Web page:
Word problem, Dept.

The following word problem appeared in a traditional algebra textbook around. I will identify the book later. Right now I want to know your opinion of the problem, good or bad. If you dislike it, please specify why. Same if you like it.

Thanks.

13 thoughts on “Word problem, Dept.”

1. EB

That is a very tough problem. I don’t like it mostly because it assumes knowledge of what an outboard motor is.

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• If they had said it was a motorboat without mentioning “outboard motor”, would your opinion be different? Or if it were a rowboat?

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• EB

I suppose so. But it is still a hard problem. I am stumped, and I did fine in HS Algebra and Algebra 2.

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• EB

Figured it out. But, it still feels like sort of a trick problem for young students who are not familiar with this type of setting. Vehicle problems and store price problems with increasing discounts are much more within today’s students’ ken.

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• It was marked as an advanced problem, so therefore not for everyone. It isn’t a trick problem at all. Read Wayne Bishop’s comment below. It requires setting up an inequality, and expressing time for each route as a ratio of distance over rate.

This was from an algebra book, so it is not an inappropriate problem for an algebra course. Plus students may incorrectly assume the times are the same because the upstream and downstream currents are erroneously thought to cancel each other out. The math proves otherwise which is a valuable part of solving the problem–students see how math is used to prove or disprove propositions.

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2. I like the purpose of the problem – sort of an algebraic proof it seems. I try to avoid upstream/downstream problems. My students – even honors – still struggle with just consecutive integer problems and writing a linear model for a real-world situation, much less d/r/t problems involving 2 (or 3?) r’s!

I am curious though about the assumption you have to make to model the trip on the lake. Are we dealing with inequalities as well? Or maybe I have become a math zombie and am forcing a template on a problem that doesn’t require it?

We could nitpick all day about bias and sensitivity issues. It’s an old problem and could likely use some updating, but that doesn’t make it a bad problem.

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3. Well, if I did it correctly, I basically prove an assumption I made initially. So I suppose that as long as that assumption is true, which seems likely, then the lake is indeed a better choice.

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• I sent you an email regarding the problem. Thanks for your response.

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4. Deborah Guebert

Clever problem. Requires only basic algebra, and the knowledge that a river flows in one direction at a fixed speed (or so we assume for the duration of the trip mentioned). I don’t care for the severely injured boy factor. Could easily define the setting differently, of course.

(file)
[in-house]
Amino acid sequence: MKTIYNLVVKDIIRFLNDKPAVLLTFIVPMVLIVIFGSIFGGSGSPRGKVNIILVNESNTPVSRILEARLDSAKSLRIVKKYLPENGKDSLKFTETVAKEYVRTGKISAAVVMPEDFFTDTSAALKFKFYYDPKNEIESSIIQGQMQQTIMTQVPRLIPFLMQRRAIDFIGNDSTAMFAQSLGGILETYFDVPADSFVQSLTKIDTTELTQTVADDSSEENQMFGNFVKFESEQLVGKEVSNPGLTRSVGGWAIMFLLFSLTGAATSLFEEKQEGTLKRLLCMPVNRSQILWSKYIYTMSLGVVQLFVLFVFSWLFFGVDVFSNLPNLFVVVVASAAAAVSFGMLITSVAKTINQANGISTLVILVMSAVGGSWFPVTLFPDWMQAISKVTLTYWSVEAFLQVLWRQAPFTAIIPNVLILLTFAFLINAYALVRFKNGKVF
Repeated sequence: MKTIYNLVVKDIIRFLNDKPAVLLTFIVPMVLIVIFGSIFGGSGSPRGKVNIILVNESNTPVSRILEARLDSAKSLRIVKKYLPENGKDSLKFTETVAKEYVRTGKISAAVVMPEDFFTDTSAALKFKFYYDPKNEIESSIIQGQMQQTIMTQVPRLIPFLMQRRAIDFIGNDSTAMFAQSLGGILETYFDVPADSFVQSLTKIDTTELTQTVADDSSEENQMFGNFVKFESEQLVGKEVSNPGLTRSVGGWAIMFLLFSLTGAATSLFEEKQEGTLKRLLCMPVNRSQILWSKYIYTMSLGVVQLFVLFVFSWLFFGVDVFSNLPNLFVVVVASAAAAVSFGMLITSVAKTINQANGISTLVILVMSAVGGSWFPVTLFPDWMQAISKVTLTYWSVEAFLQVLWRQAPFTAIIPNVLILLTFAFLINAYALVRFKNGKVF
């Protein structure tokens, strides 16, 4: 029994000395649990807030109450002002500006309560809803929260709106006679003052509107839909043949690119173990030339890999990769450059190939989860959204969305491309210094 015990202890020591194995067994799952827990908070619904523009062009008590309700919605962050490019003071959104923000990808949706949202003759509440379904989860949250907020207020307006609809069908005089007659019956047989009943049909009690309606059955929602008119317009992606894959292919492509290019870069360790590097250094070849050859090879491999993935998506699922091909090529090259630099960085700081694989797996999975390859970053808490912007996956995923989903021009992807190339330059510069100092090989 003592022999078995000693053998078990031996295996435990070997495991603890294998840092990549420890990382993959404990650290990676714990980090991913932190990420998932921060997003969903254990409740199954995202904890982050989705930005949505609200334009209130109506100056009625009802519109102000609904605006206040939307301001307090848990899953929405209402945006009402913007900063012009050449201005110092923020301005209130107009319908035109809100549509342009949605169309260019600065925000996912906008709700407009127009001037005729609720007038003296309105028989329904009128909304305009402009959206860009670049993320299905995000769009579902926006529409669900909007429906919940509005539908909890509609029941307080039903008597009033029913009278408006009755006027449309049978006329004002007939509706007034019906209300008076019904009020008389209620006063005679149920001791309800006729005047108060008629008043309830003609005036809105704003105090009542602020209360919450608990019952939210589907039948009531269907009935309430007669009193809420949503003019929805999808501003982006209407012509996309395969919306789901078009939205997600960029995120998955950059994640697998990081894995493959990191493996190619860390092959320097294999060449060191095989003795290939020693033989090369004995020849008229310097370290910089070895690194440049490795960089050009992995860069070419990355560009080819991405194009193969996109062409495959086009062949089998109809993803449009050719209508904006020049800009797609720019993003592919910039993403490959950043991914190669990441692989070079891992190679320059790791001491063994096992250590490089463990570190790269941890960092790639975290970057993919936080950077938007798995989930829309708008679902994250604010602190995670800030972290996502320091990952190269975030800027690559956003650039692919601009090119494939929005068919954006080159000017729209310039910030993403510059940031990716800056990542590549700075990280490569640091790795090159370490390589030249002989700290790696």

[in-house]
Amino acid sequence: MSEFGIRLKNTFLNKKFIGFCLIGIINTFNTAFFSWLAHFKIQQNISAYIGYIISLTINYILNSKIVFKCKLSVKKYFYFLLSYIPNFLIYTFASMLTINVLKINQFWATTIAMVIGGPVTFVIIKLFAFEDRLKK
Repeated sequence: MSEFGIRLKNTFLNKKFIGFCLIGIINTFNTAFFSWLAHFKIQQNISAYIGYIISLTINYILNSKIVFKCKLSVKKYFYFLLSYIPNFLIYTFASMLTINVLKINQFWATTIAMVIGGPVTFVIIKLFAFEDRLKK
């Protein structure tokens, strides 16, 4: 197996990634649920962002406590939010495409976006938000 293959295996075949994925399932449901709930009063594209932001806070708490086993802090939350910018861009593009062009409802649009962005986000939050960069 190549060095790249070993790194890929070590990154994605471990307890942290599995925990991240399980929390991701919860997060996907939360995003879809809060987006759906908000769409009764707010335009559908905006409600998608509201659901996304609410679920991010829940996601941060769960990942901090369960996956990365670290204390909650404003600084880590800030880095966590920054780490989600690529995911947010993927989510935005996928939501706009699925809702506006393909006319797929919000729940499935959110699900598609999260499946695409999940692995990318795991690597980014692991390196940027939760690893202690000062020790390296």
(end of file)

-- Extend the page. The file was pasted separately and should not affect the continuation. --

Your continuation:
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• Wayne Bishop

Assuming “show” means to prove it mathematically, it’s a great question. For a student well-versed in algebraic dirt problems (d = rt), setting up the situation algebraically is quite straightforward. A little nudge to get over the inequality step would be appropriate; students have had very little experience with inequalities at this stage so a leading question of the type, “Can you show me why this must be greater than that?” in the students’ work will probably be needed.

On the other hand, any “wave your hands” verbal argument that the student cannot support algebraically is Beautiful Sunshine.

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5. Luke

It’s a classic problem and one worth giving students. But this instance is worded a little less clearly than I’m happy with.

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6. Time is of the essence! I have no time to do math problems. I need to get that kid to the doctor!

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7. Christopher Gillotte

What a great problem! I am looking forward to giving the problem to my students.

I concur with Dr. Bishop’s assessment on where students will need assistance. It will also be difficult to get students to work in the abstract. But, they will learn to work in the abstract with problems such as the one given. In my opinion, this problem is an amazing way to end a lesson by getting students to demonstrate, mathematically, why something known to be true must be true.

The possibility of students not, initially, understanding the underlying assumptions is a positive. It creates an opportunity to discuss assumptions to be made – a necessity in many problems. (Ask a physicist.)

My only criticism is not with the problem itself but instead its location in the “advanced” section. To some, this signals that proving why a statement is true should be avoided: it’s extraneous; or it is impossible for all but the “smart” students. Rather, proving why something is true should be something students do routinely.

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